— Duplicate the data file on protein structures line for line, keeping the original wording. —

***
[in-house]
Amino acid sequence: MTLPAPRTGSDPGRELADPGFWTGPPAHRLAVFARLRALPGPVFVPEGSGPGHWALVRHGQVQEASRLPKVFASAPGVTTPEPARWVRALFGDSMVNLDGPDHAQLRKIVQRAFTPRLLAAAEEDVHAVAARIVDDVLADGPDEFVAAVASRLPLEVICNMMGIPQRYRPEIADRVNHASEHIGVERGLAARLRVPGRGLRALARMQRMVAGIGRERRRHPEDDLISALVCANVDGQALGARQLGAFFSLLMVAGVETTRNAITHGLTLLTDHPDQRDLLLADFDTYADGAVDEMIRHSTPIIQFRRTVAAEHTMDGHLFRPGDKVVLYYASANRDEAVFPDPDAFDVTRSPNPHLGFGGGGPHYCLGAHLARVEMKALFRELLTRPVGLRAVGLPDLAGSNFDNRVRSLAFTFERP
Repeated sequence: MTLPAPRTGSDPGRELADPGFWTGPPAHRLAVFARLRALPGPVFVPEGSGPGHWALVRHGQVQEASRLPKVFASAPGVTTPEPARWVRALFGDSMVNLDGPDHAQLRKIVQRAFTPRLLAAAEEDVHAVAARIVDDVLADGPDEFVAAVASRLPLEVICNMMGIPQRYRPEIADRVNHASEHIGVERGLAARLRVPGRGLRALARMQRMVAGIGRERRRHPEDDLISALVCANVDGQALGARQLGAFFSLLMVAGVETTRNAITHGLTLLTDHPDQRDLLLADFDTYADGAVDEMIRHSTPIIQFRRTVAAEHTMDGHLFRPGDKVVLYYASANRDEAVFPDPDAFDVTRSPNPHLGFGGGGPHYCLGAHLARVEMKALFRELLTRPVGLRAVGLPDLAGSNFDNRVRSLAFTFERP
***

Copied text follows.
[in-house]
Amino acid sequence: MTLPAPRTGSDPGRELADPGFWTGPPAHRLAVFARLRALPGPVFVPEGSGPGHWALVRHGQVQEASRLPKVFASAPGVTTPEPARWVRALFGDSMVNLDGPDHAQLRKIVQRAFTPRLLAAAEEDVHAVAARIVDDVLADGPDEFVAAVASRLPLEVICNMMGIPQRYRPEIADRVNHASEHIGVERGLAARLRVPGRGLRALARMQRMVAGIGRERRRHPEDDLISALVCANVDGQALGARQLGAFFSLLMVAGVETTRNAITHGLTLLTDHPDQRDLLLADFDTYADGAVDEMIRHSTPIIQFRRTVAAEHTMDGHLFRPGDKVVLYYASANRDEAVFPDPDAFDVTRSPNPHLGFGGGGPHYCLGAHLARVEMKALFRELLTRPVGLRAVGLPDLAGSNFDNRVRSLAFTFERP
Repeated sequence: MTLPAPRTGSDPGRELADPGFWTGPPAHRLAVFARLRALPGPVFVPEGSGPGHWALVRHGQVQEASRLPKVFASAPGVTTPEPARWVRALFGDSMVNLDGPDHAQLRKIVQRAFTPRLLAAAEEDVHAVAARIVDDVLADGPDEFVAAVASRLPLEVICNMMGIPQRYRPEIADRVNHASEHIGVERGLAARLRVPGRGLRALARMQRMVAGIGRERRRHPEDDLISALVCANVDGQALGARQLGAFFSLLMVAGVETTRNAITHGLTLLTDHPDQRDLLLADFDTYADGAVDEMIRHSTPIIQFRRTVAAEHTMDGHLFRPGDKVVLYYASANRDEAVFPDPDAFDVTRSPNPHLGFGGGGPHYCLGAHLARVEMKALFRELLTRPVGLRAVGLPDLAGSNFDNRVRSLAFTFERP